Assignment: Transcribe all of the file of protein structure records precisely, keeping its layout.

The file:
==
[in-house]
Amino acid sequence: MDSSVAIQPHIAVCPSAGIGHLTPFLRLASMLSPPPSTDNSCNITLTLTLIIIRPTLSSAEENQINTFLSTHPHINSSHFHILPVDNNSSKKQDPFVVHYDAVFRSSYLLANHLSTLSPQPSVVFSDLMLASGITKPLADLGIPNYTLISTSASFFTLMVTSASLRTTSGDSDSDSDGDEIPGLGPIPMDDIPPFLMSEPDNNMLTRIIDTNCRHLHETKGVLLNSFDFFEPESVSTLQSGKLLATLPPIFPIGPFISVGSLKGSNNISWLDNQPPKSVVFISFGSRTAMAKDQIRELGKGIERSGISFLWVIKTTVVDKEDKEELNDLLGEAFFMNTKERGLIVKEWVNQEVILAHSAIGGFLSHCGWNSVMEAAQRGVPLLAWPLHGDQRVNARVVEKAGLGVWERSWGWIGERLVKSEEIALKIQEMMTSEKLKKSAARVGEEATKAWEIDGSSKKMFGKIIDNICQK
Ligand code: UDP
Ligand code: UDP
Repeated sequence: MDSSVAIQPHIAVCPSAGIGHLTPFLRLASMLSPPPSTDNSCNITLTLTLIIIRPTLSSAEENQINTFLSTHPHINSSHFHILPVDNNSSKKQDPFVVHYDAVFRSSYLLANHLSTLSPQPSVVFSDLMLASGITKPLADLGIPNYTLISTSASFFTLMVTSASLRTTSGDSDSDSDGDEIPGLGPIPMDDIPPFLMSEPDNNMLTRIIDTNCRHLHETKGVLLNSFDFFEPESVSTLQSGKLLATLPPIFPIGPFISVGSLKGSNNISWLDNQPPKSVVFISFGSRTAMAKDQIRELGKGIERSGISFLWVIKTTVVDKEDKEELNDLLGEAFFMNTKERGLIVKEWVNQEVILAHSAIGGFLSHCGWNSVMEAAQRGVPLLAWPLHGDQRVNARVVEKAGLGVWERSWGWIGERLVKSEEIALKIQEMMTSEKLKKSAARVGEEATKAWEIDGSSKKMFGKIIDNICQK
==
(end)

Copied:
[in-house]
Amino acid sequence: MDSSVAIQPHIAVCPSAGIGHLTPFLRLASMLSPPPSTDNSCNITLTLTLIIIRPTLSSAEENQINTFLSTHPHINSSHFHILPVDNNSSKKQDPFVVHYDAVFRSSYLLANHLSTLSPQPSVVFSDLMLASGITKPLADLGIPNYTLISTSASFFTLMVTSASLRTTSGDSDSDSDGDEIPGLGPIPMDDIPPFLMSEPDNNMLTRIIDTNCRHLHETKGVLLNSFDFFEPESVSTLQSGKLLATLPPIFPIGPFISVGSLKGSNNISWLDNQPPKSVVFISFGSRTAMAKDQIRELGKGIERSGISFLWVIKTTVVDKEDKEELNDLLGEAFFMNTKERGLIVKEWVNQEVILAHSAIGGFLSHCGWNSVMEAAQRGVPLLAWPLHGDQRVNARVVEKAGLGVWERSWGWIGERLVKSEEIALKIQEMMTSEKLKKSAARVGEEATKAWEIDGSSKKMFGKIIDNICQK
Ligand code: UDP
Ligand code: UDP
Repeated sequence: MDSSVAIQPHIAVCPSAGIGHLTPFLRLASMLSPPPSTDNSCNITLTLTLIIIRPTLSSAEENQINTFLSTHPHINSSHFHILPVDNNSSKKQDPFVVHYDAVFRSSYLLANHLSTLSPQPSVVFSDLMLASGITKPLADLGIPNYTLISTSASFFTLMVTSASLRTTSGDSDSDSDGDEIPGLGPIPMDDIPPFLMSEPDNNMLTRIIDTNCRHLHETKGVLLNSFDFFEPESVSTLQSGKLLATLPPIFPIGPFISVGSLKGSNNISWLDNQPPKSVVFISFGSRTAMAKDQIRELGKGIERSGISFLWVIKTTVVDKEDKEELNDLLGEAFFMNTKERGLIVKEWVNQEVILAHSAIGGFLSHCGWNSVMEAAQRGVPLLAWPLHGDQRVNARVVEKAGLGVWERSWGWIGERLVKSEEIALKIQEMMTSEKLKKSAARVGEEATKAWEIDGSSKKMFGKIIDNICQK